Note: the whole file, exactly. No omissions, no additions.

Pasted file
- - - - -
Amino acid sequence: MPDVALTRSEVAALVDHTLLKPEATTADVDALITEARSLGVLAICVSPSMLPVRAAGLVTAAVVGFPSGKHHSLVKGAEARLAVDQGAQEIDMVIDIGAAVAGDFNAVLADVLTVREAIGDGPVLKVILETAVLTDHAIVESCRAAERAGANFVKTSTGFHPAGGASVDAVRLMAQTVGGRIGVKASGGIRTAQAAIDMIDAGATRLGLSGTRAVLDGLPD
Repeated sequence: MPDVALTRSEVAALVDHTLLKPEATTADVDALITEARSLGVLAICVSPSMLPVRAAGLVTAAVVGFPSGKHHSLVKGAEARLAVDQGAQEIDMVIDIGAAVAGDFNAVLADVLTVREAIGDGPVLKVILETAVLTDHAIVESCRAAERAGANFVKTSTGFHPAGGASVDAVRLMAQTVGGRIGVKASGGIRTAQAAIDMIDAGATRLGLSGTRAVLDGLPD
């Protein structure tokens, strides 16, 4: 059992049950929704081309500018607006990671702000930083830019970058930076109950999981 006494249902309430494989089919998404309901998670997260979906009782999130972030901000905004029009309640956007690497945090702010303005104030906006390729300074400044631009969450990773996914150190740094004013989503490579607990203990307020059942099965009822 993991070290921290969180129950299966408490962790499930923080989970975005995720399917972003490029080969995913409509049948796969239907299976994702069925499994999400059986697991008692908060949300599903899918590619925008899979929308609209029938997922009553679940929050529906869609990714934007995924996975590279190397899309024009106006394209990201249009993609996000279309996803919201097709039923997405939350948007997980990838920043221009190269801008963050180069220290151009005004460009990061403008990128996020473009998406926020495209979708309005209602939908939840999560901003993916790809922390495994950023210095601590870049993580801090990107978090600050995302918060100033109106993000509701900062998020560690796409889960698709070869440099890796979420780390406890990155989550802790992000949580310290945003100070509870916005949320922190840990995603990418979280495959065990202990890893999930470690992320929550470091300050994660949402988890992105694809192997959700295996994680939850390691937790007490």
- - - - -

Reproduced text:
Amino acid sequence: MPDVALTRSEVAALVDHTLLKPEATTADVDALITEARSLGVLAICVSPSMLPVRAAGLVTAAVVGFPSGKHHSLVKGAEARLAVDQGAQEIDMVIDIGAAVAGDFNAVLADVLTVREAIGDGPVLKVILETAVLTDHAIVESCRAAERAGANFVKTSTGFHPAGGASVDAVRLMAQTVGGRIGVKASGGIRTAQAAIDMIDAGATRLGLSGTRAVLDGLPD
Repeated sequence: MPDVALTRSEVAALVDHTLLKPEATTADVDALITEARSLGVLAICVSPSMLPVRAAGLVTAAVVGFPSGKHHSLVKGAEARLAVDQGAQEIDMVIDIGAAVAGDFNAVLADVLTVREAIGDGPVLKVILETAVLTDHAIVESCRAAERAGANFVKTSTGFHPAGGASVDAVRLMAQTVGGRIGVKASGGIRTAQAAIDMIDAGATRLGLSGTRAVLDGLPD
């Protein structure tokens, strides 16, 4: 059992049950929704081309500018607006990671702000930083830019970058930076109950999981 006494249902309430494989089919998404309901998670997260979906009782999130972030901000905004029009309640956007690497945090702010303005104030906006390729300074400044631009969450990773996914150190740094004013989503490579607990203990307020059942099965009822 993991070290921290969180129950299966408490962790499930923080989970975005995720399917972003490029080969995913409509049948796969239907299976994702069925499994999400059986697991008692908060949300599903899918590619925008899979929308609209029938997922009553679940929050529906869609990714934007995924996975590279190397899309024009106006394209990201249009993609996000279309996803919201097709039923997405939350948007997980990838920043221009190269801008963050180069220290151009005004460009990061403008990128996020473009998406926020495209979708309005209602939908939840999560901003993916790809922390495994950023210095601590870049993580801090990107978090600050995302918060100033109106993000509701900062998020560690796409889960698709070869440099890796979420780390406890990155989550802790992000949580310290945003100070509870916005949320922190840990995603990418979280495959065990202990890893999930470690992320929550470091300050994660949402988890992105694809192997959700295996994680939850390691937790007490």